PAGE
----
New US law says kids can walk to school by themselves

After years of documenting instances in which parents and kids are terrorized by law enforcement and child welfare authorities because the kids were allowed to be on their own in public places, the Free Range Kids movement has gotten some justice: a new Federal law gives its official okey-doke to parents who let their kids get to school on their own.

Section 8542 of the Every Student Succeeds Act specifically does not limit "a child from traveling to and from school on foot or by car, bus, or bike when the parents of the child have given permission" nor does it "expose parents to civil or criminal charges for allowing their child to responsibly and safely travel to and from school by a means the parents believe is age appropriate."

It's a largely symbolic victory, alas, as this does not preclude state and local dunderheads from passing laws that put parents in jeopardy for allowing their kids to be in public unaccompanied.

Today, the combination of "stranger danger" fear and overzealous police leads to interference and intimidation. "Across the country," says free-range kids activist Lenore Skenazy, "parents are getting harassed and even arrested when they let their kids leave the house without a security detail."

In an article for the New York Post, Skenazy points out that kids today are actually in less danger as they wander the streets alone than their parents ever were. "Ironically, kids walking to school today are actually very safe—safer than their parents were. The crime level is back to what it was in 1963," she says. "As Sen. Lee wrote in an e-mail to me, ‘America faces great challenges today. Kids walking to school with their parents’ permission is not one of them.’"

Federal Law Now Says Kids Can Walk To School Alone [Charlie Sorrel/Fast Company]

(Image: Walking To School, Elizabeth, CC-BY)

(via /.)

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  1. renke says:

    this is something I will never understand: why is it so common in the US to see autonomous children as neglected outliers?

    it's sad that a law is needed to explicitly permit parents to let the kids outside.

  2. I suspect that it is partially down to wildly skewed risk perception(despite what the crime stats say, the number of gruesome crimes you see on The Fear Channel hasn't gone down, so clearly the world is going to hell); and partially down to the fact that, there are nontrivial swaths of the US where if you aren't driving or being driven, something pretty odd is going on.

    We don't lack urban cores and patches of walkable development; but in a fair few suburban areas you basically aren't a real person until you can drive; because there isn't anything you can do or anywhere you can go without a fairly arduous slog, often across terrain with limited sidewalks(because who needs sidewalks when pedestrians are a freak occurrence?)

  3. Looking back at when I started middle school and could walk to and from school I feel pretty bad that I spent a lot of time cutting through peoples' back yards.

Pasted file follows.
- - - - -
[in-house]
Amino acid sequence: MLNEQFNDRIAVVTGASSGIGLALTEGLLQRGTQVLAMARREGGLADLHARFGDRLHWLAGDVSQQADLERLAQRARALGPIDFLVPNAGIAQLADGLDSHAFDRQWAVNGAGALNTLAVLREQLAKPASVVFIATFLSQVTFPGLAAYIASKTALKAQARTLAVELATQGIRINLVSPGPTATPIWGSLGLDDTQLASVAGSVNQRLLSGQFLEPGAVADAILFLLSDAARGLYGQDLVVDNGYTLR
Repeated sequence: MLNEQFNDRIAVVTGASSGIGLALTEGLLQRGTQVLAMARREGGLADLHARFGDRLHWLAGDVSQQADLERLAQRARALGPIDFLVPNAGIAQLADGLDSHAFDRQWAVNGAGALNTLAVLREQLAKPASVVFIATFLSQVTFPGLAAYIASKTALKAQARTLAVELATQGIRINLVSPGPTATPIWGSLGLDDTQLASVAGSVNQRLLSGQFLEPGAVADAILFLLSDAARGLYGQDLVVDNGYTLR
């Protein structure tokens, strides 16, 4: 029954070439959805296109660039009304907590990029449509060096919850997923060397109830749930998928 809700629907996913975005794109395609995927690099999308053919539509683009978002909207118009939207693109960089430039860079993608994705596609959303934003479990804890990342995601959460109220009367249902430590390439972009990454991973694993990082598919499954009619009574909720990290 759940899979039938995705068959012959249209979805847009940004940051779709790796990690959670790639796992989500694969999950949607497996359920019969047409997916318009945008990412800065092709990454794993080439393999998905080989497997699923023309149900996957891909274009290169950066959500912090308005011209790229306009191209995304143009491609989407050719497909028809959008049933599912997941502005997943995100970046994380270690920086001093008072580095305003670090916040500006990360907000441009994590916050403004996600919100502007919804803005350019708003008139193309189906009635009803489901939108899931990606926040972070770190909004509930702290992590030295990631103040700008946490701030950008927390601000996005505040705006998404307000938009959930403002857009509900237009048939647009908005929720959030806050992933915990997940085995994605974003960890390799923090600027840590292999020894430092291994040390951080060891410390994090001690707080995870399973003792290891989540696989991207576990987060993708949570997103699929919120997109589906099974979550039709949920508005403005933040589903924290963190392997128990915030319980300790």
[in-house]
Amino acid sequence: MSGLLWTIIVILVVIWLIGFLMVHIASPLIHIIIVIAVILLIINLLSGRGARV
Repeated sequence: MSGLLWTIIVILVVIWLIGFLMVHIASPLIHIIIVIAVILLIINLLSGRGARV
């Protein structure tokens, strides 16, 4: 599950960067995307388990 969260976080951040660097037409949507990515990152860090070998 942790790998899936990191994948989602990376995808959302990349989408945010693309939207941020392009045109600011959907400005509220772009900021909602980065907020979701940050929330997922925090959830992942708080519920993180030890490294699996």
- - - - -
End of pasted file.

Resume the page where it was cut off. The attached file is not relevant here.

On the other hand there were no sidewalks and the one thing I learned in geometry class is the shortest distance between two points is over the creek and through the woods.

  4. Walking to school was a big part of growing up for me. The first time I was allowed to do it by myself was huge for my ego, and after that it was a fun part of my day with my school friends.

    And this was in an urban environment in the 70's. Suburban kids not walking to school sort of challenges the rationale behind living in the suburbs.

  5. The municipality where I live is fairly good about this. My kids' school has a form for keeping track of how students leave school each day. This includes possible bussing, which people are allowed to take them from school, and starting in sixth grade whether or not the children are allowed to walk home unaccompanied. But I think I see younger children walk to school without adults as well.

    This was the philosophy my ex-spouse adhered to. And the crazy thing is that our school and food store were less than a half-mile from our old house. The kids' doctor and dentist are only about a mile away. Yet, my ex insisted that we both needed to drive "just because that's what people do" - despite their complaints of how lazy people are, and how difficult it is to stay fit. I have had some local employers within walking distance turn me down due to not driving, despite there being no need to either drive there or on the job.

    But "until" implies that it happens eventually, which isn't the case with me. I used to not use a car for ecological and political reasons, but now I have medical reasons why I can't drive one. Yet I still get grief from my family about it. Also, my ex had somehow rationalized that driving her truck was supposedly much safer than public transportation, such as our local busses and trains. Again, there didn't seem to be any real risk assessment going on.

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